Author:Chen, GCF;Lees, C

Source:JOURNAL OF INTERNATIONAL RELATIONS AND DEVELOPMENT,2021,Vol.

Abstract:This article examines China's rapid and large-scale renewable energy expansion and the challenge it presents to orthodox approaches to sustainable energy diffusion that emphasise soft interventions and stakeholder participation. We show that China eschewed participatory modes of energy governance and pursued a centrally steered, hard interventionist strategy adapted to its non-democratic regime. We observe that China's approach provides an alternative blueprint for development that is potentially attractive to some audiences. Drawing on recent soft power debates, we argue that China's hard interventionist mode of governance in the renewables sector has the potential to enhance Chinese soft power both domestically and abroad.
18. Being middle class in China: Identity, attitudes and behaviour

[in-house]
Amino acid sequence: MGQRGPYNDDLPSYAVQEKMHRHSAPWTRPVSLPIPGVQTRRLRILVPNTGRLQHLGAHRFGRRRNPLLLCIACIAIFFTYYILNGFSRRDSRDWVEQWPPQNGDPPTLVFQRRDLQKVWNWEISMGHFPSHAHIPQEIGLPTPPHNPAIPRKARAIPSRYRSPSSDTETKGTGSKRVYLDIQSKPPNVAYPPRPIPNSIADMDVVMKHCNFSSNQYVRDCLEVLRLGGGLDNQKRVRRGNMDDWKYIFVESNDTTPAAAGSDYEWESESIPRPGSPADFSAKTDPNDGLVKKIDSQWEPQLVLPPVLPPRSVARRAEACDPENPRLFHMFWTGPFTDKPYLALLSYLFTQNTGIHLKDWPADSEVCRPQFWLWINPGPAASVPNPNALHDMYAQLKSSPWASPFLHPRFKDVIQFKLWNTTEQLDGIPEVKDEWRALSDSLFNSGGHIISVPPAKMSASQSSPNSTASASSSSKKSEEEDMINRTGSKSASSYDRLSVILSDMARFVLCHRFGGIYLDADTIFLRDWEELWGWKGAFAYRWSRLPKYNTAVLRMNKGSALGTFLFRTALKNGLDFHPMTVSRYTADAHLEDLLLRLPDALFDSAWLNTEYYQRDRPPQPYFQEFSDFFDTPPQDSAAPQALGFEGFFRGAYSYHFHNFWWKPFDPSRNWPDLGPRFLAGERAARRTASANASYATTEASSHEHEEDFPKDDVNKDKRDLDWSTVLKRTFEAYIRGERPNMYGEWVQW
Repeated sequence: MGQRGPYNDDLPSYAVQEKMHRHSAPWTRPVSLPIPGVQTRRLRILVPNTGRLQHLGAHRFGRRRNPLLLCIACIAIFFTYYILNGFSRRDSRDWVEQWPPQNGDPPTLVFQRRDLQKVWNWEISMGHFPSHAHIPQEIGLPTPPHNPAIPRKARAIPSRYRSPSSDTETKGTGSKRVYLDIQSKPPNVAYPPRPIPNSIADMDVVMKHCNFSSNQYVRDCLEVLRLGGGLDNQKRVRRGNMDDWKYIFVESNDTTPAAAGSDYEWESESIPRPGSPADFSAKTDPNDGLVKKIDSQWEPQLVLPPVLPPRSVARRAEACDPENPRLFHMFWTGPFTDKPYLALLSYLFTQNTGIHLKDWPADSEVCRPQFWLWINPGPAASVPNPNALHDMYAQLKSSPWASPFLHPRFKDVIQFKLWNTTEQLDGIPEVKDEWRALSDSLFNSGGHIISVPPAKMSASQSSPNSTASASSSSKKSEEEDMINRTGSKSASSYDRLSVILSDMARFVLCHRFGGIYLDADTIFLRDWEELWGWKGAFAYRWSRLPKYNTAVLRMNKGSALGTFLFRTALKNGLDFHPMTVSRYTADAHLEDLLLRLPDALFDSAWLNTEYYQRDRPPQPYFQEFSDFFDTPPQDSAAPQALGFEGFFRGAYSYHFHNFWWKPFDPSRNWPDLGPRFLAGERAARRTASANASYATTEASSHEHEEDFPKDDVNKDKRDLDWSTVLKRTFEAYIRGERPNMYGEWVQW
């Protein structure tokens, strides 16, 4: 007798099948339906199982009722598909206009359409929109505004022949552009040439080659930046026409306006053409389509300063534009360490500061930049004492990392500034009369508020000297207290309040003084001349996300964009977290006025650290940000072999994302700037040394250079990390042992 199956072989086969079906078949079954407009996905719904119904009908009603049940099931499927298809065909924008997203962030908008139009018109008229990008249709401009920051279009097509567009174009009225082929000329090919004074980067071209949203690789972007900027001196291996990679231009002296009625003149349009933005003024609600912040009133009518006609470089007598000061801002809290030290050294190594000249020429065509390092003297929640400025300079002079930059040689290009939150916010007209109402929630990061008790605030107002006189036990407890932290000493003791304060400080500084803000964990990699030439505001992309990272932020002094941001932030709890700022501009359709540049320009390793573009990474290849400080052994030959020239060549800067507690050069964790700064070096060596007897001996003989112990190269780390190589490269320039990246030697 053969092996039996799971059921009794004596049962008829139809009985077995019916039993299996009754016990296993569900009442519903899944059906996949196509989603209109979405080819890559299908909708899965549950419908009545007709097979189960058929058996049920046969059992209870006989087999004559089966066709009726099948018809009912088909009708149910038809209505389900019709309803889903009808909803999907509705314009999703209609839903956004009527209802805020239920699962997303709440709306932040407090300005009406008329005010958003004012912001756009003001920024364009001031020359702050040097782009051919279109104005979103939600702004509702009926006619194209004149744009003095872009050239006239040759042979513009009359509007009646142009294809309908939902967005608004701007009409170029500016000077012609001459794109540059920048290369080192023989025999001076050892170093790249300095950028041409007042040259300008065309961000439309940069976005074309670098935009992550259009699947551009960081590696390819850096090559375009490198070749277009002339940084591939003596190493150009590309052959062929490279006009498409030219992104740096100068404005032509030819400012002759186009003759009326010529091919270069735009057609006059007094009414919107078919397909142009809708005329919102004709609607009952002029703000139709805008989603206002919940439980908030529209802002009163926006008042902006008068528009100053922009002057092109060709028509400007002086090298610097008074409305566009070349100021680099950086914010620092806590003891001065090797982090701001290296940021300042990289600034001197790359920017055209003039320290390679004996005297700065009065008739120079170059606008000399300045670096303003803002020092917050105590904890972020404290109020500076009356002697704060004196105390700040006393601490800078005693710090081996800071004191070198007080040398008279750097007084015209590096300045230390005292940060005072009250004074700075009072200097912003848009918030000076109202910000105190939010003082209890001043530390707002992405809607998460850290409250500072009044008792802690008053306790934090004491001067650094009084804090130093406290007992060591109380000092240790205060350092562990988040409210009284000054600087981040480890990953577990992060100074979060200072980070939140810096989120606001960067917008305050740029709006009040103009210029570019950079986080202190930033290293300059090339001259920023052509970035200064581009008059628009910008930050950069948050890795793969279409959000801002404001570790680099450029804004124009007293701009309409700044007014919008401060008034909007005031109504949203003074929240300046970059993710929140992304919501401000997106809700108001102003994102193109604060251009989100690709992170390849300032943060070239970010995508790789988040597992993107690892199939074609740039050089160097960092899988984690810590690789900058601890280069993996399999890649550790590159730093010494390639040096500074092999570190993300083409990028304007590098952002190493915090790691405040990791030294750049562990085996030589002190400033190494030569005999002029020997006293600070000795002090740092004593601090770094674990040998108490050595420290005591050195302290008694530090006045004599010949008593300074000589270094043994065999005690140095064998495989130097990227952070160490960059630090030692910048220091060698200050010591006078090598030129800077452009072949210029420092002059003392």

Author:Miao,Ying

Source:Being Middle Class in China: Identity, Attitudes and Behaviour,2016,Vol.

Abstract:Many studies of the Chinese middle class focus on defining it and viewing its significance for economic development and its potential for sociopolitical modernisation. This book goes beyond such objective approaches and considers middle class people's subjective understanding and diverse experiences of class. Based on extensive original research including social surveys and detailed interviews, the book explores who the middle class think they are, what they think about a wide range of socioeconomic and sociopolitical issues, and why they think as they do. It examines attitudes towards the welfare state, social inequality, nationalism, relations with foreign countries and opinions on many social controversies, thereby portraying middle class people as more than simply luxury consumers and potential agents of democracy. The book concludes that a clear class identity and political consciousness have yet to emerge, but that middle class attitudes are best characterised as searching for a balance between old and new, the traditional and the foreign, the principled and the pragmatic.